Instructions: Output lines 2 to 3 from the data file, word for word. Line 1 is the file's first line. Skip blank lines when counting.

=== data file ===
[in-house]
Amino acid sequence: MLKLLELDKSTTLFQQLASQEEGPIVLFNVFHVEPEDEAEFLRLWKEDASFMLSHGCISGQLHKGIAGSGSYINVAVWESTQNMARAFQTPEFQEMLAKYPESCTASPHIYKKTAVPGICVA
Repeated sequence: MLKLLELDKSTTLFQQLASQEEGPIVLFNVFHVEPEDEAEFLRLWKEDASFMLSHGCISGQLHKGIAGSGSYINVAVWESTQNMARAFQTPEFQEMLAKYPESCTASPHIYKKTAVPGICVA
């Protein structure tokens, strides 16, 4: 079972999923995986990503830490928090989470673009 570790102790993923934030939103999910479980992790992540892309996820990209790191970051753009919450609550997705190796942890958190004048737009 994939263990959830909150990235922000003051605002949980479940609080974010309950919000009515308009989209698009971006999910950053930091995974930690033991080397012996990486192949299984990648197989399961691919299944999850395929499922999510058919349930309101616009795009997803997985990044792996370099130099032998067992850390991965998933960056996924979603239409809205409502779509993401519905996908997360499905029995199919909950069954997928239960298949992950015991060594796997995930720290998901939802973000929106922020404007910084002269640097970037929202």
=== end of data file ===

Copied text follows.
Amino acid sequence: MLKLLELDKSTTLFQQLASQEEGPIVLFNVFHVEPEDEAEFLRLWKEDASFMLSHGCISGQLHKGIAGSGSYINVAVWESTQNMARAFQTPEFQEMLAKYPESCTASPHIYKKTAVPGICVA
Repeated sequence: MLKLLELDKSTTLFQQLASQEEGPIVLFNVFHVEPEDEAEFLRLWKEDASFMLSHGCISGQLHKGIAGSGSYINVAVWESTQNMARAFQTPEFQEMLAKYPESCTASPHIYKKTAVPGICVA